What is patent PP7197P? Hint: you eat it.

(Page 2 of 3)
I mean, aren’t apples simply beautiful? Gorgeous works of nature’s art, they range from gloriously red to envy-green. My personal favorites are Macoun and Honeycrisp. McIntosh are good if you’re in a slightly tart mood, and Rome and Cortlands head my list for baking. The main event in crisps, cakes, pancakes, cobblers and stove-top compotes, apples are the crowning glory of muffins and cupcakes and cookies. We associate apples with holidays, the Jewish New Year (apples and honey) and Halloween. If you have young teeth, think jelly apple.

The rock star of apples this season, and for some seasons past, is the Honeycrisp. This apple was derived in 1960 at the University of Minnesota’s breeding program. The patent, US PP7197P, was filed in 1988. Recently, the Honeycrisp has dominated the market, peeling away from its competitors. Distinguished by its crisp, juicy texture, mild aroma and cream-colored flesh, the Honeycrisp is supremely delicious, way more enjoyable than Macintosh, Gala, Red Delicious, Granny Smith or Pink Lady.

People raise holy hell about the exorbitant price of the Honeycrisp. A recent piece in Esquire quoted $4.50 a pound in New York, referring to the fruit as a “designer brand.” David Bedford, the man who created the Honeycrisp years ago, is quoted as saying that the apple’s price is an old-fashioned story of supply and demand. He says its explosive crunchiness creates devotees who are obsessed with the fruit.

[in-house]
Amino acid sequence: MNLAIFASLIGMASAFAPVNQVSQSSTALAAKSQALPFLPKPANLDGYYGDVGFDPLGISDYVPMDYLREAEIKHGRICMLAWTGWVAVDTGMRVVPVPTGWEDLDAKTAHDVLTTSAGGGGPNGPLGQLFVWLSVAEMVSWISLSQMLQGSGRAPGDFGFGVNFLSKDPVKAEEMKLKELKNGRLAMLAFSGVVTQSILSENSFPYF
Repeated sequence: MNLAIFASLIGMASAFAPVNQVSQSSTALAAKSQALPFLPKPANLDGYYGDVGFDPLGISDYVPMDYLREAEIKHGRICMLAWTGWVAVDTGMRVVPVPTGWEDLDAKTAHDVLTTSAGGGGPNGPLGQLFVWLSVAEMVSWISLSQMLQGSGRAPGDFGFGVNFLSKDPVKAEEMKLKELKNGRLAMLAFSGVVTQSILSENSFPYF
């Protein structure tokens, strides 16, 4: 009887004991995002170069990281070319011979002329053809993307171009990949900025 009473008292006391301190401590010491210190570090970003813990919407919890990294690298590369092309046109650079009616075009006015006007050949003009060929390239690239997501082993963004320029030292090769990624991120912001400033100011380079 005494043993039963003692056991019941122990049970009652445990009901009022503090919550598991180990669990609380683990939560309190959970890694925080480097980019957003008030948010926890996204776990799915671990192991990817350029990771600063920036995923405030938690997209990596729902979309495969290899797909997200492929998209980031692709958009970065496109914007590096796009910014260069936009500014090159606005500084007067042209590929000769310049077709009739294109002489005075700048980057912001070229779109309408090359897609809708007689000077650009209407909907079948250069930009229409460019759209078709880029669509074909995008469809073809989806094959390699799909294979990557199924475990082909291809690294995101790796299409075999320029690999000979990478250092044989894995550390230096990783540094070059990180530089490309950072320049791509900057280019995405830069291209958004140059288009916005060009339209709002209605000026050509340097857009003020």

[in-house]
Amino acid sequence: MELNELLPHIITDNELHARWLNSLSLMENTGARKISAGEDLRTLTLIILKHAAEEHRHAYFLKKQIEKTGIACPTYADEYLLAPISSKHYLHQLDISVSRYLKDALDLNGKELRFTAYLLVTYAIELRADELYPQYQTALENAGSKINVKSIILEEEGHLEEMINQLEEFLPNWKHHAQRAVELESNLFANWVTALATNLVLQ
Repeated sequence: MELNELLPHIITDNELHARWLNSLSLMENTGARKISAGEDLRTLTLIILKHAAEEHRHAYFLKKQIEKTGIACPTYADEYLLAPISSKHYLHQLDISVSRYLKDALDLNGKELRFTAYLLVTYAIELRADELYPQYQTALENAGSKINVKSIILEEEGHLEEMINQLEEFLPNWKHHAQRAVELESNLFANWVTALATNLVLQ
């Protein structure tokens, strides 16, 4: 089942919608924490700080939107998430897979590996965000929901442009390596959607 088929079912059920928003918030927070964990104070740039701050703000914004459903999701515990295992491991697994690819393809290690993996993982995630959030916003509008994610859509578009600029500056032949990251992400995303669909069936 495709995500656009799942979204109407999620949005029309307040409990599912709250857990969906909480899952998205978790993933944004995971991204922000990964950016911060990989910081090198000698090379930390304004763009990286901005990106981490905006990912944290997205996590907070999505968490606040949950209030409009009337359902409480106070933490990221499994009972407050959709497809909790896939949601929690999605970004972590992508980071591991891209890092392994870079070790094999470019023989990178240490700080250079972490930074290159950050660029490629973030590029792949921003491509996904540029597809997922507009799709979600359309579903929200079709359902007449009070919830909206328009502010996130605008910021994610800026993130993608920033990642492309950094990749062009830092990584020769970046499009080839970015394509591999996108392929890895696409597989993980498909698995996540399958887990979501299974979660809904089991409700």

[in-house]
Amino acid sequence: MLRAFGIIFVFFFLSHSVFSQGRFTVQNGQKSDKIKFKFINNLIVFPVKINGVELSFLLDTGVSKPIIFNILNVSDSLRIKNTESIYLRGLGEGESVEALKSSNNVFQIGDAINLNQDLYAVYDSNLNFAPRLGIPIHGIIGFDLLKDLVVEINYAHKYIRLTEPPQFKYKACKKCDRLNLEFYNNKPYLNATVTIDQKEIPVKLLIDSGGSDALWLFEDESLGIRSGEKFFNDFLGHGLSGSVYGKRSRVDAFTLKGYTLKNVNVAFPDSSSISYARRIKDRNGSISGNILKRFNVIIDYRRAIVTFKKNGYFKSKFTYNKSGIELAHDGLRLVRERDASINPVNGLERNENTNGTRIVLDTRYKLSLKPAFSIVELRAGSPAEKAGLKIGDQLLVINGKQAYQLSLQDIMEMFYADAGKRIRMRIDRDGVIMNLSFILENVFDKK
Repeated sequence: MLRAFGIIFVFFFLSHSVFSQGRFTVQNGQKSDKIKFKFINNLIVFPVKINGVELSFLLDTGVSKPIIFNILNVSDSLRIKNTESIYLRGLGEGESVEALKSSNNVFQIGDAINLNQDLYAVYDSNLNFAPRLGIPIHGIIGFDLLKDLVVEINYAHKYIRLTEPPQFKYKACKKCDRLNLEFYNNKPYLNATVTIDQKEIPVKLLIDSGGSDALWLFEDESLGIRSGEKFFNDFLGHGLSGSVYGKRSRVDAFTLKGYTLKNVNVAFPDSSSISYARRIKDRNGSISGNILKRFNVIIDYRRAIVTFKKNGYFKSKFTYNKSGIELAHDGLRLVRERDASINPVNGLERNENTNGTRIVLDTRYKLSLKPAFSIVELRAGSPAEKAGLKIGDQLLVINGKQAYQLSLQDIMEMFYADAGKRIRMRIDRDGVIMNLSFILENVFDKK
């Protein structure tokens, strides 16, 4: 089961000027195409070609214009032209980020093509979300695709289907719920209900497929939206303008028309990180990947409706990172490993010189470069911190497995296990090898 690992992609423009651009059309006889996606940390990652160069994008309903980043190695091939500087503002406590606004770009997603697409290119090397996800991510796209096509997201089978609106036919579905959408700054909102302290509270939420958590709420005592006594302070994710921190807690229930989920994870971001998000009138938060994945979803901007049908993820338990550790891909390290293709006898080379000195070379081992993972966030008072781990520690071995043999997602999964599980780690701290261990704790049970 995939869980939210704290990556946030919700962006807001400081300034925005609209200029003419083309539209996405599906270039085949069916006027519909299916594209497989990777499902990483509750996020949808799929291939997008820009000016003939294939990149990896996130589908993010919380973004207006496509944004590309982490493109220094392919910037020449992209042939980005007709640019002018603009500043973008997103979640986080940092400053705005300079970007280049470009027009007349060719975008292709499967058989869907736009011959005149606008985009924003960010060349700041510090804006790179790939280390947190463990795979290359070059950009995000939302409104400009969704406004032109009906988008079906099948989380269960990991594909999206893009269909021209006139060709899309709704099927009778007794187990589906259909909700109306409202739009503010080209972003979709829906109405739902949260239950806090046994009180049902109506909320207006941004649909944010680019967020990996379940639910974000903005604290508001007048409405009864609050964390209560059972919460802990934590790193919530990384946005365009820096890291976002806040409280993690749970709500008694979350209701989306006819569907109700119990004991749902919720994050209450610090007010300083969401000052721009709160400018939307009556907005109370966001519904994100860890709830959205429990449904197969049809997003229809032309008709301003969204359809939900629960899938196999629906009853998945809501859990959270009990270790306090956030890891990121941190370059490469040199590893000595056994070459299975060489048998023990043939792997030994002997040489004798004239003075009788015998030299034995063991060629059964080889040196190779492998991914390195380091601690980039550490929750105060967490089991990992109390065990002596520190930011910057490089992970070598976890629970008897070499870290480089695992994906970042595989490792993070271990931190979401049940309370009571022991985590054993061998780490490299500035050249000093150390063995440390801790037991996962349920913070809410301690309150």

Some years ago, a scandal rocked the horticulture world. When the succulent Honeycrisp made its debut, following a romantic propagation at the University of Minnesota, it was said to be a blend of the Macoun and the Honeygold. But someone, who apparently had way too much time on his hands, actually questioned the new apple’s paternity, conducted genetic fingerprinting and declared that the Keepsake, not the Honeygold, was the father. Great embarrassment ensued in the world of apple cross-cultivation. I don’t know if anyone ever conclusively proved who grafted to whom and how.

This fruit has been around. Do we care who its daddy is?
Page 2 / 3